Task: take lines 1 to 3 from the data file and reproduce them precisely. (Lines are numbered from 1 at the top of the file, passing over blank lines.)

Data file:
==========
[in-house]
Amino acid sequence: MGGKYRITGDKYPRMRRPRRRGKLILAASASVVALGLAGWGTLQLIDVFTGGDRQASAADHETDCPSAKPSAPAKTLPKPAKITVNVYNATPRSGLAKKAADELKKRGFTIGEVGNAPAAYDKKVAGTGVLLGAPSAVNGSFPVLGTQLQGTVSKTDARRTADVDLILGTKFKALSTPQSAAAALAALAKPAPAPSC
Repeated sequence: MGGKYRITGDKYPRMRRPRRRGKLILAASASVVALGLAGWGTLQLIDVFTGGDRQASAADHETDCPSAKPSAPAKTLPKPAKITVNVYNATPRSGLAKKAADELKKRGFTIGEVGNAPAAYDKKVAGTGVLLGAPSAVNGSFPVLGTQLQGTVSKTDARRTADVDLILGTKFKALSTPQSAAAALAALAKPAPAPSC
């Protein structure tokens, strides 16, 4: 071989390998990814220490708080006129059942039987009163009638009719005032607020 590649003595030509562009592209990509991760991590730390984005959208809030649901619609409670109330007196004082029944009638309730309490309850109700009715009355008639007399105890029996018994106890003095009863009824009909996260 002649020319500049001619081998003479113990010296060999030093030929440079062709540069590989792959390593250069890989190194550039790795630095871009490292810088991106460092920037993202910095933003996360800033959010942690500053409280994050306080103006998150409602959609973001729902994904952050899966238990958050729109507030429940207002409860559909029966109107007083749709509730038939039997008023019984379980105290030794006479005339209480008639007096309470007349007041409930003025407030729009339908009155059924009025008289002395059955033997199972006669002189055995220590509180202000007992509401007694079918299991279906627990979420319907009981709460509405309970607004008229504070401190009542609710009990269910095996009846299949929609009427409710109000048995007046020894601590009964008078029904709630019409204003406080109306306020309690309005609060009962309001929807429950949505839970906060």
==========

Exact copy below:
[in-house]
Amino acid sequence: MGGKYRITGDKYPRMRRPRRRGKLILAASASVVALGLAGWGTLQLIDVFTGGDRQASAADHETDCPSAKPSAPAKTLPKPAKITVNVYNATPRSGLAKKAADELKKRGFTIGEVGNAPAAYDKKVAGTGVLLGAPSAVNGSFPVLGTQLQGTVSKTDARRTADVDLILGTKFKALSTPQSAAAALAALAKPAPAPSC
Repeated sequence: MGGKYRITGDKYPRMRRPRRRGKLILAASASVVALGLAGWGTLQLIDVFTGGDRQASAADHETDCPSAKPSAPAKTLPKPAKITVNVYNATPRSGLAKKAADELKKRGFTIGEVGNAPAAYDKKVAGTGVLLGAPSAVNGSFPVLGTQLQGTVSKTDARRTADVDLILGTKFKALSTPQSAAAALAALAKPAPAPSC